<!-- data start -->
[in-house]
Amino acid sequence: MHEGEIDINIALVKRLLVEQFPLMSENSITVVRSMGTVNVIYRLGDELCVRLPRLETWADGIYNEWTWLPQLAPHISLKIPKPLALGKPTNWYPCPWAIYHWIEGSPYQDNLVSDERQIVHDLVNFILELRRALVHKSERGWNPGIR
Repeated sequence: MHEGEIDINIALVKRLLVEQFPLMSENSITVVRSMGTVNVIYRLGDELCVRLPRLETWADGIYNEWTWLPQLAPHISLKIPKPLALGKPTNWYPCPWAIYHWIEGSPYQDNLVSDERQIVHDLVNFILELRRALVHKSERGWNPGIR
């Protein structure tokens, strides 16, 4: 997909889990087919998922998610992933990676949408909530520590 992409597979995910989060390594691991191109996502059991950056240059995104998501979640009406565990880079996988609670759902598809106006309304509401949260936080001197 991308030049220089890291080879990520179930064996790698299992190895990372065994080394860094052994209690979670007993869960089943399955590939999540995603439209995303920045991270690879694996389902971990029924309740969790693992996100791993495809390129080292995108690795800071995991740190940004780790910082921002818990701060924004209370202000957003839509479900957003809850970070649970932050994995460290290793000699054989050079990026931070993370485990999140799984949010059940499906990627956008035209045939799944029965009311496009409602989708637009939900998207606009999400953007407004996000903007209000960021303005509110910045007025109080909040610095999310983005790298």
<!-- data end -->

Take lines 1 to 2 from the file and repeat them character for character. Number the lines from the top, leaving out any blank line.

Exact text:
[in-house]
Amino acid sequence: MHEGEIDINIALVKRLLVEQFPLMSENSITVVRSMGTVNVIYRLGDELCVRLPRLETWADGIYNEWTWLPQLAPHISLKIPKPLALGKPTNWYPCPWAIYHWIEGSPYQDNLVSDERQIVHDLVNFILELRRALVHKSERGWNPGIR